Few modern voices have had as profound an impact on the black identity and critical race theory as Frantz Fanon, and Black Skin, White Masks represents some of his most important work. Fanon's masterwork is now available in a new translation that updates its language for a new generation of readers. A major influence on civil rights, anti-colonial, and black consciousness movements around the world, Black Skin, White Masks is the unsurpassed study of the black psyche in a white world. Hailed for its scientific analysis and poetic grace when it was first published in 1952, the book remains a vital force today from one of the most important theorists of revolutionary struggle, colonialism, and racial difference in history.
Brit(ish): On race, identity and belonging
The Sunday Times bestseller that reveals the uncomfortable truth about race and identity in Britain today. You’re British. Your parents are British. Your partner, your children and most of your friends are British. So why do people keep asking where you’re from? We are a nation in denial about our imperial past and the racism that plagues our present. Brit(ish) is Afua Hirsch’s personal and provocative exploration of how this came to be – and an urgent call for change.
Dismantling Race in Higher Education
Jason Arday and Heidi Safia Mirza
This book reveals the roots of structural racism that limit social mobility and equality within Britain for Black and ethnicised students and academics in its inherently white Higher Education institutions. It brings together both established and emerging scholars in the fields of Race and Education to explore what institutional racism in British Higher Education looks like in colour-blind 'post-race' times, when racism is deemed to be ‘off the political agenda’.
The truth is, inclusion is better for everyone. In this empowering call to arms, June Sarpong MBE proves why. Putting the spotlight on groups who are often marginalised in our society, including women, ethnic minorities, those living with disabilities, and the LGBTQ+ community, Diversify uncovers the hidden cost of exclusion and shows how a new approach to how we learn, live and do business can solve some of the most stubborn challenges we face.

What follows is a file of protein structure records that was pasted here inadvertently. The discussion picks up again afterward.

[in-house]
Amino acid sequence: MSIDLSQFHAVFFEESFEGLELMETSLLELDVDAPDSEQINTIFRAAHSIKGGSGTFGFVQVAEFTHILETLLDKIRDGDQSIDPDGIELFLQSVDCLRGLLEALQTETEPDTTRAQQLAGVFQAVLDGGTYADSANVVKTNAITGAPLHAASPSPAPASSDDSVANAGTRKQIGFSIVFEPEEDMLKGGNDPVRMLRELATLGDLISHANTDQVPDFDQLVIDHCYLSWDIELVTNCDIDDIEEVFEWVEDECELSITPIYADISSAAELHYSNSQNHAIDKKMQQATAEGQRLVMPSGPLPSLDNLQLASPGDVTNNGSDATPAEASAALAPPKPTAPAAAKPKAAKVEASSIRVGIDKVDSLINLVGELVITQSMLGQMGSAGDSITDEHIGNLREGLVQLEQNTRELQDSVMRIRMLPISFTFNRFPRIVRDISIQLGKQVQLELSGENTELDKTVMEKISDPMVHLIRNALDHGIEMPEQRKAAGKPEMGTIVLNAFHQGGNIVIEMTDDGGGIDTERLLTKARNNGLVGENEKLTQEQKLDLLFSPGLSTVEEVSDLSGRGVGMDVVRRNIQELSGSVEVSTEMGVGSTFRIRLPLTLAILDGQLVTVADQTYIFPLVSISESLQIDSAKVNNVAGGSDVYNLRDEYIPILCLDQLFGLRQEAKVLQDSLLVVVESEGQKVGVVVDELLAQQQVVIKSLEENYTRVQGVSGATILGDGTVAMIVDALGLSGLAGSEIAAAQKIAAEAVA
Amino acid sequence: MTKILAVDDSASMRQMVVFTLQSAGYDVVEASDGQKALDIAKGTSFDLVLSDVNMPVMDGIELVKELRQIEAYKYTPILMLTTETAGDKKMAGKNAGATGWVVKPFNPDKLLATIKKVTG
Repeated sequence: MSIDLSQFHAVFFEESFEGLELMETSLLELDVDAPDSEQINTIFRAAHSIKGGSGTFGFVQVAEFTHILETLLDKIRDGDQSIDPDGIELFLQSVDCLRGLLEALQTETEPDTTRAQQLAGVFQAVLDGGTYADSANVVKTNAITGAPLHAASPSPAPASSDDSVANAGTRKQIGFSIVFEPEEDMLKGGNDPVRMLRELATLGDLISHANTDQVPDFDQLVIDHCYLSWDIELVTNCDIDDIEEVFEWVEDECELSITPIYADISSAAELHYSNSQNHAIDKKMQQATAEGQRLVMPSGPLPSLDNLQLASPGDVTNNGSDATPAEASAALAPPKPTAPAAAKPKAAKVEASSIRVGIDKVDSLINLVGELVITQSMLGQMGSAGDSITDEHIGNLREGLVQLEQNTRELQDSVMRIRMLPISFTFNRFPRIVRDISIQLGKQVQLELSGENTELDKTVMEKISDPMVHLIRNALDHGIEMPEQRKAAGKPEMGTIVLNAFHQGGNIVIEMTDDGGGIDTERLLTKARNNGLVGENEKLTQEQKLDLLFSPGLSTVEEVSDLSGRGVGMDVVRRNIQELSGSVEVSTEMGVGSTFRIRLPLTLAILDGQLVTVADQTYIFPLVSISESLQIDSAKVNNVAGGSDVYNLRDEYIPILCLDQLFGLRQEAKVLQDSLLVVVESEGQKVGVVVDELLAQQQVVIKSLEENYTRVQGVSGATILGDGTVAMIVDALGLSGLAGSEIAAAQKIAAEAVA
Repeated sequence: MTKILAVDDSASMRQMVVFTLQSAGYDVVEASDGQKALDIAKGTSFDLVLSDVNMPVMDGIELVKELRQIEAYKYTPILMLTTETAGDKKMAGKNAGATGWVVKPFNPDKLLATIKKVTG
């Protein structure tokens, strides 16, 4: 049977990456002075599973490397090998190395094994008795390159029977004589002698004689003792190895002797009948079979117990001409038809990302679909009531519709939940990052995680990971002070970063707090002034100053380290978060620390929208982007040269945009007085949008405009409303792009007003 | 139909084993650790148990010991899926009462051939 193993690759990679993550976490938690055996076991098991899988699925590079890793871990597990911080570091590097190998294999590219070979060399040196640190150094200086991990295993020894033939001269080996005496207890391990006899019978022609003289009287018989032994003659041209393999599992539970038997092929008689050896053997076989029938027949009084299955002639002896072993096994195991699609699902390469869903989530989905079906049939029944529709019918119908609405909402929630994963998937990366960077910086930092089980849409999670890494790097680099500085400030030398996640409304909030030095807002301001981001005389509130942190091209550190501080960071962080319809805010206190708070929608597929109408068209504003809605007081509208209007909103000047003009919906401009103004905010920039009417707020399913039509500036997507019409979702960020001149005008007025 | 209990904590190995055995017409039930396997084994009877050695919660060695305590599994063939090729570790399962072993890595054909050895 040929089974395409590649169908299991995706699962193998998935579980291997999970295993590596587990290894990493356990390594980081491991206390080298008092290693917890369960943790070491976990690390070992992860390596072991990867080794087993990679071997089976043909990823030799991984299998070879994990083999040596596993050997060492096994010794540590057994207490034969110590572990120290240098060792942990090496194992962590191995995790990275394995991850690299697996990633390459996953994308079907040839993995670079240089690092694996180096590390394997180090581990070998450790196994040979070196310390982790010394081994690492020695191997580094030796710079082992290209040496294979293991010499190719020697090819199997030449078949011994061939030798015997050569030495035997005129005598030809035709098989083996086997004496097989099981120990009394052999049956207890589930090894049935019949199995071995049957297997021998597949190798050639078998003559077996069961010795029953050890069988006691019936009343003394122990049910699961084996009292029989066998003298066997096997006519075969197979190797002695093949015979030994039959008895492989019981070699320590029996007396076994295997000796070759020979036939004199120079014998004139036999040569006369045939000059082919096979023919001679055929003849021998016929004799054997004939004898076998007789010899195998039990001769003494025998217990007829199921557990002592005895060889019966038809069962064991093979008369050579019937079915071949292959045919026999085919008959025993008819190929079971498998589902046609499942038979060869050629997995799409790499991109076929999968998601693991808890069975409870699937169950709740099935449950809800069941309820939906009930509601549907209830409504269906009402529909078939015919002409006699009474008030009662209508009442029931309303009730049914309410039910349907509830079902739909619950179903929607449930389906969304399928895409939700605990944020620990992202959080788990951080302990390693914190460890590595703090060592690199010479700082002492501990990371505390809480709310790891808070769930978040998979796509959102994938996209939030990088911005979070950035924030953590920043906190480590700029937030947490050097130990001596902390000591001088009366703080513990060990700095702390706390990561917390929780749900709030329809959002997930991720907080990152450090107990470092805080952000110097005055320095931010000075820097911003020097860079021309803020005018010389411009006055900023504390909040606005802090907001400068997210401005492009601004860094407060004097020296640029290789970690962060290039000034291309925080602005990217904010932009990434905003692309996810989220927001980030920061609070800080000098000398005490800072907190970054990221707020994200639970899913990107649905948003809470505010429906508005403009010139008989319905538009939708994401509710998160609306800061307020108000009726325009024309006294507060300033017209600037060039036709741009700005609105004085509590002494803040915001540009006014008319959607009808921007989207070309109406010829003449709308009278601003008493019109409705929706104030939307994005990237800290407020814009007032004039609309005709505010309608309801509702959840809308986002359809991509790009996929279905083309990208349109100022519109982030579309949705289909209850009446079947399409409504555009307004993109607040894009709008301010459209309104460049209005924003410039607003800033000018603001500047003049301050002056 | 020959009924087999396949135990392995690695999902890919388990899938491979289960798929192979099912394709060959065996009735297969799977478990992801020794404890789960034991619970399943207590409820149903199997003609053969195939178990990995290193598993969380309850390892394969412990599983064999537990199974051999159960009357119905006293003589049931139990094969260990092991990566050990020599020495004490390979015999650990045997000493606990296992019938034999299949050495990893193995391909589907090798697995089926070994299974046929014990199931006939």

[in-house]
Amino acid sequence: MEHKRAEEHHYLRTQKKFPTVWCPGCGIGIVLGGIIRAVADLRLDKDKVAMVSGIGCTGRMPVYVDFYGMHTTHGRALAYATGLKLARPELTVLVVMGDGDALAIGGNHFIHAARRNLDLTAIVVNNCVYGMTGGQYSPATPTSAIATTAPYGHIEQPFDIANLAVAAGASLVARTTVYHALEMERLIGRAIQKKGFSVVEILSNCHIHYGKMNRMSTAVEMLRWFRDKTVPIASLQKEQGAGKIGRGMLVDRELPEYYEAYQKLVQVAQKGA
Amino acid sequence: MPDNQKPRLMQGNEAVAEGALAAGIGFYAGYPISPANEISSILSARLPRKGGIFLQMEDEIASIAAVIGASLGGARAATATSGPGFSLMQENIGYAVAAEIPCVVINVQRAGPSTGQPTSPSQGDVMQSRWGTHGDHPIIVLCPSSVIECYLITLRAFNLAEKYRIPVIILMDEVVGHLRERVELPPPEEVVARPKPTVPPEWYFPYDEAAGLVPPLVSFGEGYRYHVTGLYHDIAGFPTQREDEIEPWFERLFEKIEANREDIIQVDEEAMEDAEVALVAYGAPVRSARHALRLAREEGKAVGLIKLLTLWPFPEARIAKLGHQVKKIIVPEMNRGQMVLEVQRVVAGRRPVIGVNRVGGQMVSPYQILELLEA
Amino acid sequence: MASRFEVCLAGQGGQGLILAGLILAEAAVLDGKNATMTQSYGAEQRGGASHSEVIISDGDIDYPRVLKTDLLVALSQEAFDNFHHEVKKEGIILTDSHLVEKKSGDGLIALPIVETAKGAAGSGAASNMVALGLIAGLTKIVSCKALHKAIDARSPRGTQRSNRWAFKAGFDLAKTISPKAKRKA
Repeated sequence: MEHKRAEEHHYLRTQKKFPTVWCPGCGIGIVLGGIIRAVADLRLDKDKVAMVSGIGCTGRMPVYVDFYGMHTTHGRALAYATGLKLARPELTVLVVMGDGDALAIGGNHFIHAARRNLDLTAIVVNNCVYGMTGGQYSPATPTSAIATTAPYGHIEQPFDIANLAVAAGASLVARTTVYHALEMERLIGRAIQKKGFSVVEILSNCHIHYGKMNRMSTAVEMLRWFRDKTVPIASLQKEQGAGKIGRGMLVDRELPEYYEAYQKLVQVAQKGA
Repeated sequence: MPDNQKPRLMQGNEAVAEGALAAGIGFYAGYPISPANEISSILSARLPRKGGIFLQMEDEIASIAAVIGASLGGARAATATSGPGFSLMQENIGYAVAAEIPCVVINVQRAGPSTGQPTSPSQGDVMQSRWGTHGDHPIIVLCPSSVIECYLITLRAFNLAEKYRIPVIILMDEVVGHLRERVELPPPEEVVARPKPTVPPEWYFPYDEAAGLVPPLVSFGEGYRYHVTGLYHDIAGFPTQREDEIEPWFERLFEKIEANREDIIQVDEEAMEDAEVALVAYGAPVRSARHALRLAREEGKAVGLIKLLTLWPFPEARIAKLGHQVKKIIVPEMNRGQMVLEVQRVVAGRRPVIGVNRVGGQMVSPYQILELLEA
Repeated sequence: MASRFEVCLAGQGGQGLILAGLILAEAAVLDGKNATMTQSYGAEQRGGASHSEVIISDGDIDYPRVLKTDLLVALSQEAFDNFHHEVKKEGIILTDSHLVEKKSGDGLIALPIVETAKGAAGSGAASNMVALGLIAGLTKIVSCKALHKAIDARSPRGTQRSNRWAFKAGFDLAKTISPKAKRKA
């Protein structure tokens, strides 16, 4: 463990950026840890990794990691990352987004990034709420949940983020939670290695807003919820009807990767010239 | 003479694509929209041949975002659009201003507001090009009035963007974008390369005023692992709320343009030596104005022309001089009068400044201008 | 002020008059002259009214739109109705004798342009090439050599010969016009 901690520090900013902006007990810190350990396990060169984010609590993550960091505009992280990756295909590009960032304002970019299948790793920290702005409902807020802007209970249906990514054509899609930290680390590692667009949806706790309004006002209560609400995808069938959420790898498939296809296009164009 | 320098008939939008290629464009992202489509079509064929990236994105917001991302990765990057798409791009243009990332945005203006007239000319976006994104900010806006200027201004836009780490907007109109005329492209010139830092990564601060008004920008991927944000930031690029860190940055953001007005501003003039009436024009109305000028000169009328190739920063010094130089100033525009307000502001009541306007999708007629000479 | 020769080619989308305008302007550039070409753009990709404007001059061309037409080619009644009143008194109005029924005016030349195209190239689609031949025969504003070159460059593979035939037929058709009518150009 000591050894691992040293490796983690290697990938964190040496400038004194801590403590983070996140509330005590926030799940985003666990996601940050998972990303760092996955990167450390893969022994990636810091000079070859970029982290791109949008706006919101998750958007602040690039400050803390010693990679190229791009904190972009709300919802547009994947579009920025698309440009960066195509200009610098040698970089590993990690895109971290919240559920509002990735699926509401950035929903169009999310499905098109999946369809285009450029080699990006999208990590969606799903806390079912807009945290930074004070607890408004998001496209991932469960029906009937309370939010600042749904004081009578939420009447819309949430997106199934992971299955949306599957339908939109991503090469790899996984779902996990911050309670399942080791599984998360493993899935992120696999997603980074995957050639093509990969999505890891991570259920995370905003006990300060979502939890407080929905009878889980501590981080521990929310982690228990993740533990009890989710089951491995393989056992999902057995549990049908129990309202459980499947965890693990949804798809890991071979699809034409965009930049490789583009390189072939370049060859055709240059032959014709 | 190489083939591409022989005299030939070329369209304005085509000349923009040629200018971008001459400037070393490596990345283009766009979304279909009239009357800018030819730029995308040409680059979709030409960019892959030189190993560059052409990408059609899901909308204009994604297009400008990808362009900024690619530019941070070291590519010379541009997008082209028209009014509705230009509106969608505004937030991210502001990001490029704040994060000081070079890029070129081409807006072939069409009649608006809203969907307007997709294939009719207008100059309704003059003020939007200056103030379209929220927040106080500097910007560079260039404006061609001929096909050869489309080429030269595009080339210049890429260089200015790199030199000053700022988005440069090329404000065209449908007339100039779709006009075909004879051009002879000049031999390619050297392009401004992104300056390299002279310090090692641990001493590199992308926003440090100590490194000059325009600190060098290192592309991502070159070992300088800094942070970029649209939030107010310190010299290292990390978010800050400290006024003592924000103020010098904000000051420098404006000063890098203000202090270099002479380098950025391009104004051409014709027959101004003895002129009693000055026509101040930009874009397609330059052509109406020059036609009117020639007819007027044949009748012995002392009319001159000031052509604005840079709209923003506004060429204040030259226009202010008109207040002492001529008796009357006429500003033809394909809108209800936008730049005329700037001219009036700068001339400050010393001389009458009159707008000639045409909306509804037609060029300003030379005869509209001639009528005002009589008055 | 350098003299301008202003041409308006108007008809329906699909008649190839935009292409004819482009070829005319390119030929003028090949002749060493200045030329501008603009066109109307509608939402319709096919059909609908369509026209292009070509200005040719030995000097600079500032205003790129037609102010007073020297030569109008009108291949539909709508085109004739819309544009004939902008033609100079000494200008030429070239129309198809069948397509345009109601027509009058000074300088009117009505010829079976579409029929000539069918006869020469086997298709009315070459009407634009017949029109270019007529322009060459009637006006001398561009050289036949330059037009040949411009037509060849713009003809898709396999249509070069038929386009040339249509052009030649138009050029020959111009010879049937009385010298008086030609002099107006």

Does My Head Look Big in This?
School is tough enough without throwing a hijab into the mix... Amal is a 16-year-old Melbourne teen with all the usual obsessions about boys, chocolate and Cosmo magazine. She's also a Muslim, struggling to honour the Islamic faith in a society that doesn't understand it. The story of her decision to "shawl up" and its attendant anxieties (like how much eyeliner to wear) is funny, surprising and touching by turns.
Elouqent Rage: A Black Feminist Discovers her Superpower
So what if it's true that Black women are mad as hell? They have the right to be. In the Black feminist tradition of Audre Lorde, Brittney Cooper reminds us that anger is a powerful source of energy that can give us the strength to keep on fighting. Far too often, Black women's anger has been caricatured into an ugly and destructive force that threatens the civility and social fabric of American democracy. But Cooper shows us that there is more to the story than that. Black women's eloquent rage is what makes Serena Williams such a powerful tennis player. It's what makes Beyoncé's girl power anthems resonate so hard. It's what makes Michelle Obama an icon.
Factories for Learning
Over half of England's secondary schools are now academies. While their impact on achievement has been debated, the social and cultural outcomes prompted by this neoliberal educational model has received less scrutiny. This book draws on original research based at Dreamfields Academy, a celebrated flagship secondary school in a large English city, to show how the accelerated marketization and centralization of education is reproducing raced, classed and gendered inequalities.
For White Folks Who Teach in the Hood... and the Rest of Y'all Too